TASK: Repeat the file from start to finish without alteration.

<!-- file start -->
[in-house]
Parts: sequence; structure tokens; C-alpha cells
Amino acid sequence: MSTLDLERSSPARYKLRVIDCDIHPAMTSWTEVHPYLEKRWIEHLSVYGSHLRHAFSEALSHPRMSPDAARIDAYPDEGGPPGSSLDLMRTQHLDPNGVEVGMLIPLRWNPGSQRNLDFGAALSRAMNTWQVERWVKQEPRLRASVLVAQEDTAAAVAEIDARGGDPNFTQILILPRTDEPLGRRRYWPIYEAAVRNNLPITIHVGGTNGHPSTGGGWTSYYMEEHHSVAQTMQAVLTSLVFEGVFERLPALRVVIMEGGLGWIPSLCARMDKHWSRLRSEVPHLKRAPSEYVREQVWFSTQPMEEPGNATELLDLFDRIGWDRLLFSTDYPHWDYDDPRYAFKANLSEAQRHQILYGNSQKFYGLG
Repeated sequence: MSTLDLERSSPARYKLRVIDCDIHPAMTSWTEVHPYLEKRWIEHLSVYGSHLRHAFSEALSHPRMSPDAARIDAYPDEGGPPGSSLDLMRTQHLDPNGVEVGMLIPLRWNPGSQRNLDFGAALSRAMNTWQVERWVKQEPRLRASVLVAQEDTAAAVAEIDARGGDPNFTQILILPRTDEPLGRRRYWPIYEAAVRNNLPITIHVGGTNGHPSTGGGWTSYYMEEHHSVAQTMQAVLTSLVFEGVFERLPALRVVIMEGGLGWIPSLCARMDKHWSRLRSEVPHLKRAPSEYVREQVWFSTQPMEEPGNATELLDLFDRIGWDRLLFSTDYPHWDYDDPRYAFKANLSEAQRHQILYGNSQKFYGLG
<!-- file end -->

[in-house]
Parts: sequence; structure tokens; C-alpha cells
Amino acid sequence: MSTLDLERSSPARYKLRVIDCDIHPAMTSWTEVHPYLEKRWIEHLSVYGSHLRHAFSEALSHPRMSPDAARIDAYPDEGGPPGSSLDLMRTQHLDPNGVEVGMLIPLRWNPGSQRNLDFGAALSRAMNTWQVERWVKQEPRLRASVLVAQEDTAAAVAEIDARGGDPNFTQILILPRTDEPLGRRRYWPIYEAAVRNNLPITIHVGGTNGHPSTGGGWTSYYMEEHHSVAQTMQAVLTSLVFEGVFERLPALRVVIMEGGLGWIPSLCARMDKHWSRLRSEVPHLKRAPSEYVREQVWFSTQPMEEPGNATELLDLFDRIGWDRLLFSTDYPHWDYDDPRYAFKANLSEAQRHQILYGNSQKFYGLG
Repeated sequence: MSTLDLERSSPARYKLRVIDCDIHPAMTSWTEVHPYLEKRWIEHLSVYGSHLRHAFSEALSHPRMSPDAARIDAYPDEGGPPGSSLDLMRTQHLDPNGVEVGMLIPLRWNPGSQRNLDFGAALSRAMNTWQVERWVKQEPRLRASVLVAQEDTAAAVAEIDARGGDPNFTQILILPRTDEPLGRRRYWPIYEAAVRNNLPITIHVGGTNGHPSTGGGWTSYYMEEHHSVAQTMQAVLTSLVFEGVFERLPALRVVIMEGGLGWIPSLCARMDKHWSRLRSEVPHLKRAPSEYVREQVWFSTQPMEEPGNATELLDLFDRIGWDRLLFSTDYPHWDYDDPRYAFKANLSEAQRHQILYGNSQKFYGLG